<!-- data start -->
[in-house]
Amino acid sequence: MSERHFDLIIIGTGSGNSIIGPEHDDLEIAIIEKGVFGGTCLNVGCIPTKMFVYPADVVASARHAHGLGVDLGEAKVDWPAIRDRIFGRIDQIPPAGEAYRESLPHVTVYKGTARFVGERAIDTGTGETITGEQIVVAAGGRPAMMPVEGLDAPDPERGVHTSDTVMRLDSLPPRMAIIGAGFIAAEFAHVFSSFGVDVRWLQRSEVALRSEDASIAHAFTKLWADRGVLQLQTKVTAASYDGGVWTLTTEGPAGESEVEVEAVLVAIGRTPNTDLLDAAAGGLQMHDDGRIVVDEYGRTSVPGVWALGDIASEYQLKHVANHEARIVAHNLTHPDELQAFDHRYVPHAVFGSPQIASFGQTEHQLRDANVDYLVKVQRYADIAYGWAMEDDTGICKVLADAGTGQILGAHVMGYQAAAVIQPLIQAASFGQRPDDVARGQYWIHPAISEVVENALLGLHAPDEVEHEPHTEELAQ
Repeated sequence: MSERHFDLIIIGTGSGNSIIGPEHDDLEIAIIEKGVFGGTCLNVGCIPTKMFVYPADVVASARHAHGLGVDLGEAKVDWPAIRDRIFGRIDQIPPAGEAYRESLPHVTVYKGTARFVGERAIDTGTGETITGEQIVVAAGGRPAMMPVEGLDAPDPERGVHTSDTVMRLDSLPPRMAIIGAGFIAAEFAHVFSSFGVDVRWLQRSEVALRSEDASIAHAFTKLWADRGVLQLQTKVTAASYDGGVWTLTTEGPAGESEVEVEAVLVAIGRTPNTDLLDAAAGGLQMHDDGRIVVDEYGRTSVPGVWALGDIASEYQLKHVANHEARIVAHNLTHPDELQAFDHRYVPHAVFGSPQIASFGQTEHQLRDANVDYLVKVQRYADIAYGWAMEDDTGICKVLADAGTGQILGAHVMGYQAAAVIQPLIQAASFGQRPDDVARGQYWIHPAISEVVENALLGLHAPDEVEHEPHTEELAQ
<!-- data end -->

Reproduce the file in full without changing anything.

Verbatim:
[in-house]
Amino acid sequence: MSERHFDLIIIGTGSGNSIIGPEHDDLEIAIIEKGVFGGTCLNVGCIPTKMFVYPADVVASARHAHGLGVDLGEAKVDWPAIRDRIFGRIDQIPPAGEAYRESLPHVTVYKGTARFVGERAIDTGTGETITGEQIVVAAGGRPAMMPVEGLDAPDPERGVHTSDTVMRLDSLPPRMAIIGAGFIAAEFAHVFSSFGVDVRWLQRSEVALRSEDASIAHAFTKLWADRGVLQLQTKVTAASYDGGVWTLTTEGPAGESEVEVEAVLVAIGRTPNTDLLDAAAGGLQMHDDGRIVVDEYGRTSVPGVWALGDIASEYQLKHVANHEARIVAHNLTHPDELQAFDHRYVPHAVFGSPQIASFGQTEHQLRDANVDYLVKVQRYADIAYGWAMEDDTGICKVLADAGTGQILGAHVMGYQAAAVIQPLIQAASFGQRPDDVARGQYWIHPAISEVVENALLGLHAPDEVEHEPHTEELAQ
Repeated sequence: MSERHFDLIIIGTGSGNSIIGPEHDDLEIAIIEKGVFGGTCLNVGCIPTKMFVYPADVVASARHAHGLGVDLGEAKVDWPAIRDRIFGRIDQIPPAGEAYRESLPHVTVYKGTARFVGERAIDTGTGETITGEQIVVAAGGRPAMMPVEGLDAPDPERGVHTSDTVMRLDSLPPRMAIIGAGFIAAEFAHVFSSFGVDVRWLQRSEVALRSEDASIAHAFTKLWADRGVLQLQTKVTAASYDGGVWTLTTEGPAGESEVEVEAVLVAIGRTPNTDLLDAAAGGLQMHDDGRIVVDEYGRTSVPGVWALGDIASEYQLKHVANHEARIVAHNLTHPDELQAFDHRYVPHAVFGSPQIASFGQTEHQLRDANVDYLVKVQRYADIAYGWAMEDDTGICKVLADAGTGQILGAHVMGYQAAAVIQPLIQAASFGQRPDDVARGQYWIHPAISEVVENALLGLHAPDEVEHEPHTEELAQ